“We just did what we thought was the right thing to do. I was at a loss. I wanted to help my son. I wanted to make him better. I wanted my son back. He’s 18. He had a whole future ahead of him. So, we made him stay.”
After finishing his stay, Lukas returned home. Breton said the treatment seemed to be working. He was more focused, more organized. He looked healthier and seemed to be in better spirits.
Breton swore the treatment had worked until she saw the anxiety and depression once again creep over her son’s face.
On March 18, 2016, Lukas would make a decision that would end his life and forever change the lives of his loved ones.
That night, he asked his parents to borrow the car. Not wanting him to be cooped up inside all of the time, Breton and her husband agreed to let him use it.
Lukas took the car to meet up with a man, who helped him buy heroin. From there, Lukas dropped him off and then went to hang out with some friends for the rest of the night.
Breton said it was Lukas’ 11-year-old sister who made the 911 call.
But the paramedics couldn’t reive Lukas. He was gone.
Breton would never see her son smile again — a blame she places on that first prescription.
“I think that first prescription he got, taking the Vicodin after be broke his leg, definitely rewired him in some ways … My beautiful boy, who fell into that trap all from a prescription. All from a prescription that was given to him for a broken leg. What I know now compared to what I didn’t know back then, so many things I would have done different.”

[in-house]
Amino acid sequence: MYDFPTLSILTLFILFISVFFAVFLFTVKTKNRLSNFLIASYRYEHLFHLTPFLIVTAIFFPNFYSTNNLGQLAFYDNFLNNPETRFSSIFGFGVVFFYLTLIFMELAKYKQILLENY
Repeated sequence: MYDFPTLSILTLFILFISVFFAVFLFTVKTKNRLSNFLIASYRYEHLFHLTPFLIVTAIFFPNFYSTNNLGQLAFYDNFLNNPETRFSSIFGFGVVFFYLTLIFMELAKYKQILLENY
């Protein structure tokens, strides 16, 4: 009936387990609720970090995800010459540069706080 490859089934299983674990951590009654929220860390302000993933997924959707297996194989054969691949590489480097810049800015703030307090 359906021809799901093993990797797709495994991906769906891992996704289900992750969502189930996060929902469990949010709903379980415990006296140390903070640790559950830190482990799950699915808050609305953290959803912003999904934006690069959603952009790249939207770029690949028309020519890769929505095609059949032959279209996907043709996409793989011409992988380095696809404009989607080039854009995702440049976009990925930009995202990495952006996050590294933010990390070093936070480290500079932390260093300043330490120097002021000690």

In memory of Lukas Breton
After hearing of Lukas’ passing, the class president and officers of his graduating class decided they wanted to erect a memorial for him: a granite bench to be placed beside the baseball field at their high school.
Breton said the class raised the money for the bench and then placed it near the scoreboard where Lukas’ father would stand to cheer him on.
It’s become a sweet, happy memorial not only for the class of 2015 but for the Breton as well.
“I can’t tell you what it does for my family, for all of us to know that this bench … this is a granite bench; this is going to be here forever. People will ask in years to come, ‘Who is Lukas Breton?’ And I hope that people hear all of the good qualities about my son and the happy kid that he was.”
A world changing for the better
When Breton isn’t working, she spends her days traveling to high schools, sharing Lukas’ story and warning teens about the dangers of opioids, drug addiction, and overprescribing.
“He definitely didn’t need Vicodin for his broken leg,” Breton said. “Yes, he was in pain but I’m sure we could have managed it with ibuprofen and Tylenol. And he didn’t need weeks of a prescription; days would have been fine.”
She said one of the biggest issues addicts and their families face is having someone to talk with.
“I think the big thing is embracing somebody if they want to talk to you about it and let you know what’s happening, what they’re doing. Listen to them. Let them open up and understand what is happening.”
While she’s happy that the conversation about the opioid crisis is happening more frequently, she said there are still a few things we as a nation should be doing to help addicts: finding them the right treatment(s), providing community involvement and support, and breaking the stigma.
“This is real. This is happening. It’s happening everywhere … so I think if we can just help support people; stop this stigma, stop the shaming. Let’s help these poor people. I can tell you they definitely don’t want to be doing this. They don’t want to have this disease. They don’t want to live like this.”